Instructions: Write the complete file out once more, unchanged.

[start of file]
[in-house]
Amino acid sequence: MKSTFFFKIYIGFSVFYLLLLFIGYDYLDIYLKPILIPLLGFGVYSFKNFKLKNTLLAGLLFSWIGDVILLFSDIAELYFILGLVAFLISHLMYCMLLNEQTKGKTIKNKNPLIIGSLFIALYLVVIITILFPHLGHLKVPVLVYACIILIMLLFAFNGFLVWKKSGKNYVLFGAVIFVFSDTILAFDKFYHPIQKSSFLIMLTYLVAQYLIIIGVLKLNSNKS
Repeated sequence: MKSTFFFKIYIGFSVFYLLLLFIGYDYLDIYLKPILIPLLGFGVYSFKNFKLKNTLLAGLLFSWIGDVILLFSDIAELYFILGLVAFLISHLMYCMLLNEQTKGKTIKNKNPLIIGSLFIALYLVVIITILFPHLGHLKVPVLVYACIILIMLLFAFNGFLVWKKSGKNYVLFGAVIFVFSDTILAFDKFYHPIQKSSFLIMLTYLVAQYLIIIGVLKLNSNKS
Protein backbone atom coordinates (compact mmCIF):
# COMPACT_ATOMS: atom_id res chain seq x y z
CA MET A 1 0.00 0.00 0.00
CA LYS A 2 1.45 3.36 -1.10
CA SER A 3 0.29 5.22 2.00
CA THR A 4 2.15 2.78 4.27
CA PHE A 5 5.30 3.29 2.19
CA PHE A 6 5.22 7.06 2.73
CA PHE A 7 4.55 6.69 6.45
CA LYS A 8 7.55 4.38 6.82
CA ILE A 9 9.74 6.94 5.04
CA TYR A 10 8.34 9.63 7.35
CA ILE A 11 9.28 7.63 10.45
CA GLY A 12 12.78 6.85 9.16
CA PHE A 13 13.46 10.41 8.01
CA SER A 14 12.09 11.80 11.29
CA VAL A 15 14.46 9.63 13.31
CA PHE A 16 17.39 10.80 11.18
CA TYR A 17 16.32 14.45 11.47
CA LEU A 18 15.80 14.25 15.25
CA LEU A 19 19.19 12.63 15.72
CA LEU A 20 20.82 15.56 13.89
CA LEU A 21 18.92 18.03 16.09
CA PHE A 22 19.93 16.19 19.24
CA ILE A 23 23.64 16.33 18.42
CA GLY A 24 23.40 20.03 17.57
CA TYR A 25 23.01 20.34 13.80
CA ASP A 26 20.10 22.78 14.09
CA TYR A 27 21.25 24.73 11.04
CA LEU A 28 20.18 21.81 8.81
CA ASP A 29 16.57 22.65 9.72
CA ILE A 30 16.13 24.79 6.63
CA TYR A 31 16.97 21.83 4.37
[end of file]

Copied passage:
[in-house]
Amino acid sequence: MKSTFFFKIYIGFSVFYLLLLFIGYDYLDIYLKPILIPLLGFGVYSFKNFKLKNTLLAGLLFSWIGDVILLFSDIAELYFILGLVAFLISHLMYCMLLNEQTKGKTIKNKNPLIIGSLFIALYLVVIITILFPHLGHLKVPVLVYACIILIMLLFAFNGFLVWKKSGKNYVLFGAVIFVFSDTILAFDKFYHPIQKSSFLIMLTYLVAQYLIIIGVLKLNSNKS
Repeated sequence: MKSTFFFKIYIGFSVFYLLLLFIGYDYLDIYLKPILIPLLGFGVYSFKNFKLKNTLLAGLLFSWIGDVILLFSDIAELYFILGLVAFLISHLMYCMLLNEQTKGKTIKNKNPLIIGSLFIALYLVVIITILFPHLGHLKVPVLVYACIILIMLLFAFNGFLVWKKSGKNYVLFGAVIFVFSDTILAFDKFYHPIQKSSFLIMLTYLVAQYLIIIGVLKLNSNKS
Protein backbone atom coordinates (compact mmCIF):
# COMPACT_ATOMS: atom_id res chain seq x y z
CA MET A 1 0.00 0.00 0.00
CA LYS A 2 1.45 3.36 -1.10
CA SER A 3 0.29 5.22 2.00
CA THR A 4 2.15 2.78 4.27
CA PHE A 5 5.30 3.29 2.19
CA PHE A 6 5.22 7.06 2.73
CA PHE A 7 4.55 6.69 6.45
CA LYS A 8 7.55 4.38 6.82
CA ILE A 9 9.74 6.94 5.04
CA TYR A 10 8.34 9.63 7.35
CA ILE A 11 9.28 7.63 10.45
CA GLY A 12 12.78 6.85 9.16
CA PHE A 13 13.46 10.41 8.01
CA SER A 14 12.09 11.80 11.29
CA VAL A 15 14.46 9.63 13.31
CA PHE A 16 17.39 10.80 11.18
CA TYR A 17 16.32 14.45 11.47
CA LEU A 18 15.80 14.25 15.25
CA LEU A 19 19.19 12.63 15.72
CA LEU A 20 20.82 15.56 13.89
CA LEU A 21 18.92 18.03 16.09
CA PHE A 22 19.93 16.19 19.24
CA ILE A 23 23.64 16.33 18.42
CA GLY A 24 23.40 20.03 17.57
CA TYR A 25 23.01 20.34 13.80
CA ASP A 26 20.10 22.78 14.09
CA TYR A 27 21.25 24.73 11.04
CA LEU A 28 20.18 21.81 8.81
CA ASP A 29 16.57 22.65 9.72
CA ILE A 30 16.13 24.79 6.63
CA TYR A 31 16.97 21.83 4.37